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Market Structure and the Role of the Government (Essay Sample)


This paper discusses the different types of market structures and the role that the government plays.

Market Structure and the Role of the Government
Market Structure and the Role of the Government
An industry is comprised of all firms making identical or similar products (Dewar, 2010). The kind of market structure existing in an industry depends on the number of firms and nature of competition in that industry. The four primary market structures include perfect competition, monopoly, oligopoly, and monopolistic competition (Dewar, 2010). In a perfect competition market, there are many sellers and many buyers. In this case, no particular seller’s decision will impact on the market prices. In this kind of market structure, firms are price takers and products are homogeneous. A monopoly market structure exists when a single producer is the sole provider of a given product that has no close substitutes. In this kind of market, the firm is the price maker and entry and exit by other firms is blocked. In a monopolistic competition market situation, there is a large number of sellers offering similar but differentiated products. In this kind of industry, each firm represents just a small percentage of the total market. In addition, there market entry and exit is easy. In an oligopolistic market situation, there are few firms that produce similar or differentiated products. These firms are mainly large corporations that dominate the market. Entry into this kind of market is hard since the few existing firms enjoy great economies of scale (Dewar, 2010).
A monopolistically competitive market consist a large number of small firms making similar but differentiated products (Dewar, 2010). These firms have a relatively large and flexible resource base, with extensive market knowledge. In this case, each firm depicts some kind of market control thus facing a demand curve that is negatively sloped. In the short run, firms in a monopolistically competitive market are making economic profit. The condition of free entry and exit in this market allows other firms to enter the market thus driving economic profits to zero in the long run. In the presence of many firms, every seller in the monopolistically competitive market pursues maximum profits by adjusting the long-run plant size and short-run production (Schotter, 2009). In this pursuit, the quantity produced equals the marginal revenue. That is, marginal cost is equal to marginal revenue. Economic profit and loss are the major driving forces for the entry and exit of firms in a monopolistic industry. In this way, the economic profits earned by firms induce the entry of other firms that in turn drive the profits to zero (Schotter, 2009).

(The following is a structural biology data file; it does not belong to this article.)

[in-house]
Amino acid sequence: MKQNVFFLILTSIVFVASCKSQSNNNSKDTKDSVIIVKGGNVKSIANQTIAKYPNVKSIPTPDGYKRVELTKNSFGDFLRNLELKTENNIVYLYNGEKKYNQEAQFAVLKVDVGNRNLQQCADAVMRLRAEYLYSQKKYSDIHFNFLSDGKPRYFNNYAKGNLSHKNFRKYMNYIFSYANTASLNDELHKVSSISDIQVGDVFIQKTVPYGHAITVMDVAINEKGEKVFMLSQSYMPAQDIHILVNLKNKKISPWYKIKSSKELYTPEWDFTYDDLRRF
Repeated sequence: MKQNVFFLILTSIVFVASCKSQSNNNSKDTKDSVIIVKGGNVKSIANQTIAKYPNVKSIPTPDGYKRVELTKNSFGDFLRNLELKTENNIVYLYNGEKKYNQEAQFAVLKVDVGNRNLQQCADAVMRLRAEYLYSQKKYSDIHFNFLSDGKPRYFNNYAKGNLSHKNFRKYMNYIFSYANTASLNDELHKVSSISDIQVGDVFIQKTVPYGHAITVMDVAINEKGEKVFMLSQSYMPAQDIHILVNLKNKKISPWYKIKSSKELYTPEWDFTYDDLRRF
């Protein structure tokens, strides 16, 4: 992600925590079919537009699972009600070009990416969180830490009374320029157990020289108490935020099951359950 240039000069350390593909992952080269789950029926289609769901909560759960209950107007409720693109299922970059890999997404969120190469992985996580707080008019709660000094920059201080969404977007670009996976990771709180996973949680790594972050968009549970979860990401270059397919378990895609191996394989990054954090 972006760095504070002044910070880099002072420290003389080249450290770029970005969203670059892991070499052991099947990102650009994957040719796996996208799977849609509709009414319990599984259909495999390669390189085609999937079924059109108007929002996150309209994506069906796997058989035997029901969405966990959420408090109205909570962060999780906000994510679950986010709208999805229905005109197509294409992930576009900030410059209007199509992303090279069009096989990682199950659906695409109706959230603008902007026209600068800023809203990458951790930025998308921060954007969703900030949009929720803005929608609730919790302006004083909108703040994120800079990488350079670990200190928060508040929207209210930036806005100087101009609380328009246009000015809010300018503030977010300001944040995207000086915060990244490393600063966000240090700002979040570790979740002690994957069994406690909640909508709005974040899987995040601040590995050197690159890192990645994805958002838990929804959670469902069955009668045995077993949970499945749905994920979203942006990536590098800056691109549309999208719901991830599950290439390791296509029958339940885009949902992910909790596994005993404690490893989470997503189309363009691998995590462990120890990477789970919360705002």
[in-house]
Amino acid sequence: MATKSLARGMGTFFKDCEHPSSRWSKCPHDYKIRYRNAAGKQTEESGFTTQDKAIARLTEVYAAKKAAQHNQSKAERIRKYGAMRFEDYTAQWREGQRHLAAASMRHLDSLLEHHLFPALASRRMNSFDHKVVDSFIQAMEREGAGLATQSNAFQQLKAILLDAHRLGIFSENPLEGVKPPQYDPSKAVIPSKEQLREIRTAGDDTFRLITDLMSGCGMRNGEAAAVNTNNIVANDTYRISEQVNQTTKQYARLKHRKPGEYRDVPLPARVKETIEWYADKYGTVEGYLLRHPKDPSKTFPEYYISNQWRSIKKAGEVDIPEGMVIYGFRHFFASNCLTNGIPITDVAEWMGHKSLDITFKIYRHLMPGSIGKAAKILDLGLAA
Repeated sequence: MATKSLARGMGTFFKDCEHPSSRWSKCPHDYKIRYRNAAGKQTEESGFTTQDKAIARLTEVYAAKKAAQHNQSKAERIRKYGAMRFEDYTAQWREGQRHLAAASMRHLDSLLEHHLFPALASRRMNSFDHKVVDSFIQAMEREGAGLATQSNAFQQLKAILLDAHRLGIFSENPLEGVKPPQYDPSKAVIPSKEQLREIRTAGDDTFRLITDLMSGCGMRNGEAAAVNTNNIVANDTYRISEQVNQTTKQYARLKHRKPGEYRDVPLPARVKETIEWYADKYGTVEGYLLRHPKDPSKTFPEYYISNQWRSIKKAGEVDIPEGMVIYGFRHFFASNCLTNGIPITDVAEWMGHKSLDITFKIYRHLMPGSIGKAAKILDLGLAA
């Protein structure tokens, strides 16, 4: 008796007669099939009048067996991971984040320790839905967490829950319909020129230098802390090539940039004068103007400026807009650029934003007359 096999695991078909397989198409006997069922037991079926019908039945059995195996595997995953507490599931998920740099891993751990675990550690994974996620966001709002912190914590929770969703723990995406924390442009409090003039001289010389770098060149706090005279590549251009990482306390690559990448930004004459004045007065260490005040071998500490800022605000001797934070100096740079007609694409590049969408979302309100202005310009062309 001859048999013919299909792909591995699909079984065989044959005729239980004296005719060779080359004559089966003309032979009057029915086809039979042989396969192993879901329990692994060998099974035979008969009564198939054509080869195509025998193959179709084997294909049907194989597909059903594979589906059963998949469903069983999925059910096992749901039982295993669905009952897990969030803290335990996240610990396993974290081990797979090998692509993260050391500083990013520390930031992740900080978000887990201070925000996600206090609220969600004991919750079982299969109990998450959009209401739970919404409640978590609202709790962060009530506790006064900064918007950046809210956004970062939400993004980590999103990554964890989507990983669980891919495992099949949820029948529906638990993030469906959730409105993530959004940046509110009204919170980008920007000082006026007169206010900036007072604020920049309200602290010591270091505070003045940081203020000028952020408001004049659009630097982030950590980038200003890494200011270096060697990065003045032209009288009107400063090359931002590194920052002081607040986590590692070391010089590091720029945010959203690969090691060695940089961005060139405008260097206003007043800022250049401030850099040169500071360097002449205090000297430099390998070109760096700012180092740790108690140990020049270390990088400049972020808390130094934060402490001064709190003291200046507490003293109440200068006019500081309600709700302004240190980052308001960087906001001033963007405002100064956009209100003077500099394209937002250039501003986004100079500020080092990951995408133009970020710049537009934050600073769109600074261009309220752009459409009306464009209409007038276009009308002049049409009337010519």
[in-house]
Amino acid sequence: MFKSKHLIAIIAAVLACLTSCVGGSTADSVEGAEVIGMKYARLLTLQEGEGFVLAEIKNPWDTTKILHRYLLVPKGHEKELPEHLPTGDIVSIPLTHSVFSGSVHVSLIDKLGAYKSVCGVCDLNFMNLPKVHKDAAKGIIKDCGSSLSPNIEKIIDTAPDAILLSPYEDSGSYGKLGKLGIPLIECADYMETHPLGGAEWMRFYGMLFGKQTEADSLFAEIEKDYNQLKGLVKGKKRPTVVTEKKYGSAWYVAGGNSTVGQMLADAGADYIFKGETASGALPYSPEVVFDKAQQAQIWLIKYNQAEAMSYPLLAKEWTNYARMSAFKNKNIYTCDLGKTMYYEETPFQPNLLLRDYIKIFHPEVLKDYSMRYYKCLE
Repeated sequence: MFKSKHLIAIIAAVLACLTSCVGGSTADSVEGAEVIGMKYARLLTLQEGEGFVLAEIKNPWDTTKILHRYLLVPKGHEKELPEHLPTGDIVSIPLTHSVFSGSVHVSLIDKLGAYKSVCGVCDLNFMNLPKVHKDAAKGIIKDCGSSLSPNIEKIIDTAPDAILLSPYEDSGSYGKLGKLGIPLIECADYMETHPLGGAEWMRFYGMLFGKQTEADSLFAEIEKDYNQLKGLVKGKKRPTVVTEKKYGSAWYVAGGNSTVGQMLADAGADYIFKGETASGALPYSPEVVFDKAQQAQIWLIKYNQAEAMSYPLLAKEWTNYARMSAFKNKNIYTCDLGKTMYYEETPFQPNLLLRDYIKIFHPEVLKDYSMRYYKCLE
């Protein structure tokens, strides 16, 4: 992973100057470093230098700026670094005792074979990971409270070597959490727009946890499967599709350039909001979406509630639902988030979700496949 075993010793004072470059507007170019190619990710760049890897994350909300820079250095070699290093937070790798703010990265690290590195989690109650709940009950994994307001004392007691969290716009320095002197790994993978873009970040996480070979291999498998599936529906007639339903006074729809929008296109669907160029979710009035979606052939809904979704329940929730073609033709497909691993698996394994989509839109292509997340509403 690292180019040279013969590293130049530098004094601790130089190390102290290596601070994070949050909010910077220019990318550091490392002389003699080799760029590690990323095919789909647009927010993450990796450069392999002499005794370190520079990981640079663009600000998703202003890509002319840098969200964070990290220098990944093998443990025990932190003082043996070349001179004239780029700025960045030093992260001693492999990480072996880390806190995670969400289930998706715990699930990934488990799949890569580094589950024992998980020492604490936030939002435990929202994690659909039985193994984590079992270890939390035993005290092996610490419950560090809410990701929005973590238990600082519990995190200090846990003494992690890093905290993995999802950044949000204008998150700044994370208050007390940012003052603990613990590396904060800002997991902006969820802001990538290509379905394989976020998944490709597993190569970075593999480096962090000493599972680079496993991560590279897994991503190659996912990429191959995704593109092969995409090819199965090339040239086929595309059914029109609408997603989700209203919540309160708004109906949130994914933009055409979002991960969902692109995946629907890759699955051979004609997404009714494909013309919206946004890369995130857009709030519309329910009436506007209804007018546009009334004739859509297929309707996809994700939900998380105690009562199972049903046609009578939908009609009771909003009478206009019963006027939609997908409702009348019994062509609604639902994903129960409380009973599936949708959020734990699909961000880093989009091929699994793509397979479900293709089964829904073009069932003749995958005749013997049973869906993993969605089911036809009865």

A public good refers to a product whose consumption by any one individual does not reduce its availability to another person and from which no one is excluded (Schotter, 2009). Public goods exhibit two major characteristics. These are non-excludability in use and non-rivalry in consumption. A good is non-rivalrous if one individual’s consumption cannot hamper or reduce other people’s ability to consume the product. A good is non-excludable if it counterproductive and expensive to exclude some people from using it (Schotter, 2009). The failure to consider the marginal social cost of consumption usually leads to congestion of a public good. In addition, a public good is said to be indivisible. That is, a public good cannot reasonably be divided into smaller units. Public goods are mainly provided through public policies. This condition usually leads to conflicts between the interest of individual consumers and different groups. The conflict between group interest and self-interest results to an outcome, the prisoner’s dilemma. The prisoner’s dilemma kind of utility outcome corresponds to the Pareto-inferior allocation of goods in an economy (Dewar, 2010).
Product differentiation exists in two types. These are artificial product differentiation and real product differentiation (Dewar, 2010). Artificial product differentiation occurs when products provided in a market setting are the same. However, consumers are influenced through packaging, sales techniques, advertising, and other marketing activities, to perceive the products as different. Producers and manufacturers create differences in the product packaging, brand name, size, shape, and design in order to persuade the consumers. In front of artificial product differentiation, sellers exhibit some degree of monopoly power where they manipulate a product in the process of searching or making their own prices (Schotter, 2009). In the process, consumers’ choice of preference is affected. That is, a consumer will be willing to pay for a product depending on the seller’s marketing strategy, price, and the consumer’s perception of a given s...
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